Precision autonomous underwater navigation
Author(s)Bingham, Brian S. (Brian Steven), 1973-
Massachusetts Institute of Technology. Dept. of Mechanical Engineering.
Warren P. Seering, David A. Mindell and Dana R. Yoerger.
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Deep-sea archaeology, an emerging application of autonomous underwater vehicle (AUV) technology, requires precise navigation and guidance. As science requirements and engineering capabilities converge, navigating in the sensor-limited ocean remains a fundamental challenge. Despite the logistical cost, the standards of archaeological survey necessitate using fixed acoustic transponders - an instrumented navigation environment. This thesis focuses on the problems particular to operating precisely within such an environment by developing a design method and a navigation algorithm. Responsible documentation, through remote sensing images, distinguishes archaeology from salvage, and fine-resolution imaging demands precision navigation. This thesis presents a design process for making component and algorithm level tradeoffs to achieve system-level performance satisfying the archaeological standard. A specification connects the functional requirements of archaeological survey with the design parameters of precision navigation. Tools based on estimation fundamentals - the Cram6r-Rao lower bound and the extended Kalman filter - predict the system-level precision of candidate designs. Non-dimensional performance metrics generalize the analysis results. Analyzing a variety of factors and levels articulates the key tradeoffs: sensor selection, acoustic beacon configuration, algorithm selection, etc. The abstract analysis is made concrete by designing a survey and navigation system for an expedition to image the USS Monitor. Hypothesis grid (Hgrid) is both a representation of the sensed environment and an algorithm for building the representation. Range observations measuring the line-of-sight distance between two acoustic transducers are subject to multipath errors and spurious returns.The quality of this measurement is dependent on the location of the estimator. Hgrids characterize the measurement quality by generating a priori association probabilities - the belief that subsequent measurements will correspond to the direct-path, a multipath, or an outlier - as a function of the estimated location. The algorithm has three main components: the mixed-density sensor model using Gaussian and uniform probability distributions, the measurement classification and multipath model identification using expectation-maximization (EM), and the grid-based spatial representation. Application to data from an autonomous benthic explorer (ABE) dive illustrates the algorithm and shows the feasibility of the approach.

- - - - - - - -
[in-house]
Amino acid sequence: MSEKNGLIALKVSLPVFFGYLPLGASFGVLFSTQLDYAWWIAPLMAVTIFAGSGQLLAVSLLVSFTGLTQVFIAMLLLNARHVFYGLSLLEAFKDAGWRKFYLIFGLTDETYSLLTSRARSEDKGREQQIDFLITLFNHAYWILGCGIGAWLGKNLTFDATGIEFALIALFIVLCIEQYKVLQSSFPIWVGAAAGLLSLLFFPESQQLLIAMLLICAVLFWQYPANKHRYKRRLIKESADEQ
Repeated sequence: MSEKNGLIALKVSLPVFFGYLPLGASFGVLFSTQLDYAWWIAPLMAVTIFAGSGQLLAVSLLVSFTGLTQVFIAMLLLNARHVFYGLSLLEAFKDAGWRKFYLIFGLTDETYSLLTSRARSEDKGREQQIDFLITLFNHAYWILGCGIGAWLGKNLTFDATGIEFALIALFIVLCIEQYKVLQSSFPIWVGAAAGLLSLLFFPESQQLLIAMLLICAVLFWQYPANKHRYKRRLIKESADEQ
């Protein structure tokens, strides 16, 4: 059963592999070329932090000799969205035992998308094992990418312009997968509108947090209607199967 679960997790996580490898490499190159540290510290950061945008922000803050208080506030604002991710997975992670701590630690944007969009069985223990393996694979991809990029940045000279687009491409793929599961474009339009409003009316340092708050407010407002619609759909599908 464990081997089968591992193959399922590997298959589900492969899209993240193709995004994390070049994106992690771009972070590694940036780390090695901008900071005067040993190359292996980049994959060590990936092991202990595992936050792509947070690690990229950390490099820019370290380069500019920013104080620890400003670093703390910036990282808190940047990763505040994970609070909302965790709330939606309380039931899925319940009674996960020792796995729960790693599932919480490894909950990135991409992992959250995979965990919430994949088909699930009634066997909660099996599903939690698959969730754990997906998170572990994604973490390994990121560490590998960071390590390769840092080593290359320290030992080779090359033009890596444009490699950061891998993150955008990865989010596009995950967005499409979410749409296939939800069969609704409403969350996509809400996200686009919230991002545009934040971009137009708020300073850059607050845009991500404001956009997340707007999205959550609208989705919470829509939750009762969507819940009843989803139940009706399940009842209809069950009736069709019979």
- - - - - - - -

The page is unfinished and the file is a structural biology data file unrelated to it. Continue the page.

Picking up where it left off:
Thesis (Ph. D.)--Massachusetts Institute of Technology, Dept. of Mechanical Engineering, 2003.Includes bibliographical references (p. 175-185).
DepartmentMassachusetts Institute of Technology. Department of Mechanical Engineering
Massachusetts Institute of Technology